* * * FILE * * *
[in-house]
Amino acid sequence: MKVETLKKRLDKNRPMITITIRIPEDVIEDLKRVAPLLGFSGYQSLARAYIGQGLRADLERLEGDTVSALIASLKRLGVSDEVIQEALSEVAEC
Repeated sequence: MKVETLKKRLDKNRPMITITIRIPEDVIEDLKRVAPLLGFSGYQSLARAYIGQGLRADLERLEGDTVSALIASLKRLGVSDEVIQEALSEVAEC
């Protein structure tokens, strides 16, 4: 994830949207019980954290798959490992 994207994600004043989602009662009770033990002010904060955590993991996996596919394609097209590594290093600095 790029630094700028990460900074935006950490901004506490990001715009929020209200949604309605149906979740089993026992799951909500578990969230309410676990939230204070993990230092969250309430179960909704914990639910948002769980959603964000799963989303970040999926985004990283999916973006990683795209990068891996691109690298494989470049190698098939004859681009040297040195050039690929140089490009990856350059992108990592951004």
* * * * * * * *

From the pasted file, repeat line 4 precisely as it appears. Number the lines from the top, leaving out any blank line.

């Protein structure tokens, strides 16, 4: 994830949207019980954290798959490992 994207994600004043989602009662009770033990002010904060955590993991996996596919394609097209590594290093600095 790029630094700028990460900074935006950490901004506490990001715009929020209200949604309605149906979740089993026992799951909500578990969230309410676990939230204070993990230092969250309430179960909704914990639910948002769980959603964000799963989303970040999926985004990283999916973006990683795209990068891996691109690298494989470049190698098939004859681009040297040195050039690929140089490009990856350059992108990592951004």